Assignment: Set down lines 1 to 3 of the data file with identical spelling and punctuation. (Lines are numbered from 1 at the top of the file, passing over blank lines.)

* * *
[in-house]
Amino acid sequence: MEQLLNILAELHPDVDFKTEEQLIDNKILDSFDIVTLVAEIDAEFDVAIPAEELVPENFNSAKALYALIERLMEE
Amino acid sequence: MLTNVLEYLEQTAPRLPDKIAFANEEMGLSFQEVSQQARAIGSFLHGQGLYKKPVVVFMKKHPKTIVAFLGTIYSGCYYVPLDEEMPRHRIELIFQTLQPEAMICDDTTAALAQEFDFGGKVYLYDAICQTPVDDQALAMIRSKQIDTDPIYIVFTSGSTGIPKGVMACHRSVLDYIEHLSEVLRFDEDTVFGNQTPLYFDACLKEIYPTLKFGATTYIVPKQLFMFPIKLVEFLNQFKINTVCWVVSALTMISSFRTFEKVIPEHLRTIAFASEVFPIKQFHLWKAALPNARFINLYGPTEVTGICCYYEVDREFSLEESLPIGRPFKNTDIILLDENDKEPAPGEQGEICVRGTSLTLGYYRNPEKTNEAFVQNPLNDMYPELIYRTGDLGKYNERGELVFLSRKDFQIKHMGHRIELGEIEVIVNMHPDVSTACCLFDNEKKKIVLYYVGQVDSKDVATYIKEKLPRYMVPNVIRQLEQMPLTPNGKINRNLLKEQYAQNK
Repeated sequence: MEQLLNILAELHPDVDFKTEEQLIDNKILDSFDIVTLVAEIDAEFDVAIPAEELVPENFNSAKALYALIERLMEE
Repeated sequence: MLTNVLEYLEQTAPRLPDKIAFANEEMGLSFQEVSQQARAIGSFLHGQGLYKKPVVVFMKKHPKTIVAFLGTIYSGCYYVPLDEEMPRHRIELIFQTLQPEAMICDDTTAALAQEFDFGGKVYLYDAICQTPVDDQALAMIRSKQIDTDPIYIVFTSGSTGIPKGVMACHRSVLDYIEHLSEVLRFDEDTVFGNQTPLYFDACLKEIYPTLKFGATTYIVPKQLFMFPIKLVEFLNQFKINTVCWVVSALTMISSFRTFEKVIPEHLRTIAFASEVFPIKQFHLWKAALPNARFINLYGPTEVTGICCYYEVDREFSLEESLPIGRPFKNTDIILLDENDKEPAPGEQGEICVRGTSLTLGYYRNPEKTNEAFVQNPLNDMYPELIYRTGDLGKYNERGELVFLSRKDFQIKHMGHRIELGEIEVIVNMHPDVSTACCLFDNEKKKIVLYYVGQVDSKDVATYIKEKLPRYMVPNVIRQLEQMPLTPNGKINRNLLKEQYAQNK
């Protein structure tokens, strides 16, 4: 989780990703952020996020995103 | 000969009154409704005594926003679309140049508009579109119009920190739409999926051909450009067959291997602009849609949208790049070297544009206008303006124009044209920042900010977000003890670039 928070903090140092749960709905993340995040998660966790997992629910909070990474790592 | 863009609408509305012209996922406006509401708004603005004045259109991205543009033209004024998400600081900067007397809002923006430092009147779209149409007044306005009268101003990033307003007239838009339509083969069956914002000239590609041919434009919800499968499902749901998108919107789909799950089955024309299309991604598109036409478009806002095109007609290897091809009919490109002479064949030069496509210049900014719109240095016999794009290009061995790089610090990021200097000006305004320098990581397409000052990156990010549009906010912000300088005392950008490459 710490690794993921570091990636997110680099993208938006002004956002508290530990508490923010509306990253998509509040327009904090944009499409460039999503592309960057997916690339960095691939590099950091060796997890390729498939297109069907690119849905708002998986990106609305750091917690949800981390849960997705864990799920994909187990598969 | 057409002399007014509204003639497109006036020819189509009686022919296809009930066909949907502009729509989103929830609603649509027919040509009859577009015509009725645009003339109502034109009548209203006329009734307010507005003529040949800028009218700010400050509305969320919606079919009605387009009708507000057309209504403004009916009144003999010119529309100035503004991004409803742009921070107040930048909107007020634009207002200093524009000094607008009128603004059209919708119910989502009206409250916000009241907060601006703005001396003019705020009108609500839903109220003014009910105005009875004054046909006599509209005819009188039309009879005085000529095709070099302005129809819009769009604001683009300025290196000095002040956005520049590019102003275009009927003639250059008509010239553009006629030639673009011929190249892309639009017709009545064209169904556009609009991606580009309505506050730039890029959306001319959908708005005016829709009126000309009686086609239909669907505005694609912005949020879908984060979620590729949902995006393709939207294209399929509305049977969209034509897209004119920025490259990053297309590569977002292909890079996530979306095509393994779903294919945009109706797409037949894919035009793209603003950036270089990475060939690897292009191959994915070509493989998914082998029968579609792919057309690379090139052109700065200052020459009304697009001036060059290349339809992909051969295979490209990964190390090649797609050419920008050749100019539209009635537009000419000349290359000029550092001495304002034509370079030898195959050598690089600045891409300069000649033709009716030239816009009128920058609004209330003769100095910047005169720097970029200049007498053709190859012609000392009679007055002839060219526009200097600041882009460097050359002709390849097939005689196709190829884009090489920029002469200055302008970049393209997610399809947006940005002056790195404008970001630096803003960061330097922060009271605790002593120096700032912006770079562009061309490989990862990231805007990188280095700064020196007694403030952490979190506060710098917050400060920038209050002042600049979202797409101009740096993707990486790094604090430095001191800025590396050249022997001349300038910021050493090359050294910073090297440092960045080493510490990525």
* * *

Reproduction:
[in-house]
Amino acid sequence: MEQLLNILAELHPDVDFKTEEQLIDNKILDSFDIVTLVAEIDAEFDVAIPAEELVPENFNSAKALYALIERLMEE
Amino acid sequence: MLTNVLEYLEQTAPRLPDKIAFANEEMGLSFQEVSQQARAIGSFLHGQGLYKKPVVVFMKKHPKTIVAFLGTIYSGCYYVPLDEEMPRHRIELIFQTLQPEAMICDDTTAALAQEFDFGGKVYLYDAICQTPVDDQALAMIRSKQIDTDPIYIVFTSGSTGIPKGVMACHRSVLDYIEHLSEVLRFDEDTVFGNQTPLYFDACLKEIYPTLKFGATTYIVPKQLFMFPIKLVEFLNQFKINTVCWVVSALTMISSFRTFEKVIPEHLRTIAFASEVFPIKQFHLWKAALPNARFINLYGPTEVTGICCYYEVDREFSLEESLPIGRPFKNTDIILLDENDKEPAPGEQGEICVRGTSLTLGYYRNPEKTNEAFVQNPLNDMYPELIYRTGDLGKYNERGELVFLSRKDFQIKHMGHRIELGEIEVIVNMHPDVSTACCLFDNEKKKIVLYYVGQVDSKDVATYIKEKLPRYMVPNVIRQLEQMPLTPNGKINRNLLKEQYAQNK